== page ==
Illustration from Le Morte d’Arthur by Thomas Malory
printed by Wynkyn de Worde in 1498
Source: John Rylands Library
The main way that landscape comes into Le Morte d'Arthur is through the book's locations, mentioned if not described, which cover the British Isles, France and sometimes further afield. As a geographical region it feels both strange and familiar. Often Malory himself provides a link with somewhere his readers will know, associating Camelot with Winchester, for example:
'Also Merlin let make by his subtilty that Balin's sword was put in a marble stone standing upright as great as a mill stone, and the stone hoved always above the water and did many years, and so by adventure it swam down the stream to the City of Camelot, that is in English Winchester.'This sentence also illustrates again the way Malory's text might be unpacked and reimagined more fully - that magical stone heading downstream in a manner reminiscent of David Nash's Wooden Boulder. As you read Malory you start to imagine an Arthurian Britain just below the surface, even in the Home Counties. At one point he has King Arthur stay at the castle of Ascalot 'that is in English Guildford' - an identification probably due simply to its location between London and Arthur's intended destination, Winchester.
The topic of Arthurian topography is discussed by Geoffrey Ashe in The New Arthurian Encyclopedia. He dismisses the idea that Camelot would have been an actual city, as opposed to a military headquarters: 'the claim of the Somerset hill fort Cadbury Castle carries unrivaled weight.' There are places in Britain that may be the connected with a historical Arthur, like the ten battle sites mentioned by Nennius in his Historia Brittonum, and then there are places that are merely named for him (or, less frequently, Merlin, Tristram, Guenevere and Lancelot). I mentioned a Welsh landscape feature, Arthur's Chair, in my abecadarian piece on the Itinerarium Kambriae of Gerald of Wales (1188). This was a lofty spot with a well-shaped pool, fed by a spring, in which trout were sometimes seen. Earlier in the century, Hermann of Tournai, travelling through Devon and Cornwall in 1113 encountered another Arthur's Chair and also Arthur's Oven (the latter may be what is now called King's Oven on Dartmoor).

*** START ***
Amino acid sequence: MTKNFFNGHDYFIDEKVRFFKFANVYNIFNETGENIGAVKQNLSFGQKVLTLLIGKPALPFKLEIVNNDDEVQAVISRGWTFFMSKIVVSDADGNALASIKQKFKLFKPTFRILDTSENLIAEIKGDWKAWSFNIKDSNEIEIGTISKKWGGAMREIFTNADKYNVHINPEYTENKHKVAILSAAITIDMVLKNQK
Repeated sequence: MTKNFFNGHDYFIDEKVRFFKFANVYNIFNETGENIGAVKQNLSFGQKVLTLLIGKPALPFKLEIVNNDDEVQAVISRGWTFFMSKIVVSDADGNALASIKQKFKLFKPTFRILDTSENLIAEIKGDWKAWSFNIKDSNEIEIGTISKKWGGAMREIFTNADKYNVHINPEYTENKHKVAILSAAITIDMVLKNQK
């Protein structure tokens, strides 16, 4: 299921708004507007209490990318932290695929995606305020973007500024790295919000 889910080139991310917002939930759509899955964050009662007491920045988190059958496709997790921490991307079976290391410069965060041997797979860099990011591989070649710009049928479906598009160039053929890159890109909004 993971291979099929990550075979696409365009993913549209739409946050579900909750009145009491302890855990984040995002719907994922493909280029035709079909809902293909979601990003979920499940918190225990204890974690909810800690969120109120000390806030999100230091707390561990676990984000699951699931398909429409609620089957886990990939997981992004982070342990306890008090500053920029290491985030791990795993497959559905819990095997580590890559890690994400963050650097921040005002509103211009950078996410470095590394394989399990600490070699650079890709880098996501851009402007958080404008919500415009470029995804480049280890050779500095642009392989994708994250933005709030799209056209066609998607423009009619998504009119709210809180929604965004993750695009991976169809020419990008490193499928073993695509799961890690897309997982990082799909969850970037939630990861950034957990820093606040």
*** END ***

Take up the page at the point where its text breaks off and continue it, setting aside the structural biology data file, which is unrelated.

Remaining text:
Some Arthurian features are natural, others are ancient megaliths that have become linked to his legend. In descending order of scale there are: a mountain - Ben Arthur in Scotland; the saddle-like hills that have suggested Seats and Chairs; five earthworks known as 'Round Tables'; and many stones - at least six called Arthur's Stone and eleven called Arthur's Quoit. The idea of Arthur has been fused with local folklore in places, turning him into a giant. Thus, 'seated on King's Crags in Northumberland, he tossed a huge boulder at Guenevere on Queen's Crags - which are half a mile away. It bounced off her comb and now lies on the ground between, showing the toothmarks.' Geoffrey Ashe goes on to describe the way this folkloric Arthur differs from the knight of Romance, in the manner of his survival after death. In the chivalric stories, Arthur resides in the Isle of Avalon, but in folklore he sleeps with his knights in a cave. Intriguingly though, these may both point to a common source deep in Celtic myth. In 82 CE a Roman official in Britain (quoted by Plutarch) reported that the Britons believed in a god lying asleep in a cave, attended by spirits. This was on an island, a warm and pleasant place "in the general direction of sunset".